Shaping Strozzapreti

Shaping Strozzapreti
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strozzapreti and pesto
They hold their shape, and the pesto.

We couldn’t resist making fresh pasta to go along with the walnut pesto we’d just made, but we didn’t want to have flat pasta. Sure, it all tastes the same, but sometimes the shape can make a dish more visually pleasing. Plus, shaped pasta will hold the sauce, which is what we needed for tossing with pesto. Of course, we could always make orecchiette, but we thought we’d have a bit of fun making a new shape.

Strozzapreti is a simple pasta shape that you can make quickly and easily at home, with the added advantage of having one of the most intriguing names around: strozzapreti literally means “priest strangler,” or “priest choker.” We don’t know if that refers to a priest choking while eating this shape of pasta, or if it refers to something that priests wear around their necks that has a passing resemblance, or perhaps the name has a more sinister meaning. To us, it sounds like a good topic for dinner conversation, and, if anyone knows the true story, let us know, too.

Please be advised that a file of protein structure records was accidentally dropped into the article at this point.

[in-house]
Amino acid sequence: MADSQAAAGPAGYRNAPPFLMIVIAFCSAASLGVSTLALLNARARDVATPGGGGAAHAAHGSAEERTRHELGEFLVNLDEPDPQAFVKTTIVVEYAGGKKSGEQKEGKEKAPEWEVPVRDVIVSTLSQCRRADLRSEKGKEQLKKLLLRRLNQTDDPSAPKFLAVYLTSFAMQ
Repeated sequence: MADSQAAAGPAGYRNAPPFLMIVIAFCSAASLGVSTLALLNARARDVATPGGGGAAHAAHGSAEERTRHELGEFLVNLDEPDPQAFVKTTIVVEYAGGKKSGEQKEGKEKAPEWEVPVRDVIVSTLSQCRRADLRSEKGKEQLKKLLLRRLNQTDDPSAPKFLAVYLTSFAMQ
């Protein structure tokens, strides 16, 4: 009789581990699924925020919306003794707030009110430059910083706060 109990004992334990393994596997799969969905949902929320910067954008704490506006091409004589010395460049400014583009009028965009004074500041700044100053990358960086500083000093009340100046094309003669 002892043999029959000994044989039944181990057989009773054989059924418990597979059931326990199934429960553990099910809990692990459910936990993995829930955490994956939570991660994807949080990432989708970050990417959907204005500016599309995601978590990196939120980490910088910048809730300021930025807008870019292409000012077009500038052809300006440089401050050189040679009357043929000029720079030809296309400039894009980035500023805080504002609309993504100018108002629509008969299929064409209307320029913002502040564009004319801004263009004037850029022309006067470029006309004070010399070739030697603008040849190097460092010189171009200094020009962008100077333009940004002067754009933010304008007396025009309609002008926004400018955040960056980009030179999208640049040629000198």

Since this is really about shaping pasta, we’ll just refer you to our basic pasta dough, which is what we used (a single batch), assume you have it made and ready to roll, and start scratchin’ out shapes that seem slightly menacing, at least to priests.

Roll out dough. Divide the dough into four pieces, and, working with one at a time, roll out into a sheet about 4 inches by 16 inches and very thin (less than 1/16 of an inch).

cutting pasta
Cut the thin pasta sheets into strips about 3/4 inch wide and 4 inches long.

Cut strips. Cut the dough sheet cross-wise to make strips about 3/4 of an inch wide and 4 inches long.

A close-up of the pasta when rolled gives a good idea of the shape you’re making.

Roll. Pick up a strip, and, holding one end in your left hand, use your right hand to roll the pasta into a spiral. It should stay spiral-shaped when released, but, if it didn’t, roll it a bit tighter.

Sorry we couldn’t get a photo of us actually shaping the pasta. You need both hands to shape the pasta, leaving none for the camera.

Dry. Place the strozzapreti on a drying rack covered with a clean cloth and let dry for about an hour before cooking. And remember, fresh pasta will boil up in just a couple of minutes, so test it early and often.

That’s it. You might think that it would take a while to make all those strozzapreti, but, for one of us, working alone, it only took about 15 minutes to roll, cut, and shape them all. With practice, we think it’ll go faster next time. We thought that the strozzapreti would just unroll during cooking, but, as you can see in the picture at the top, they hold their shape.

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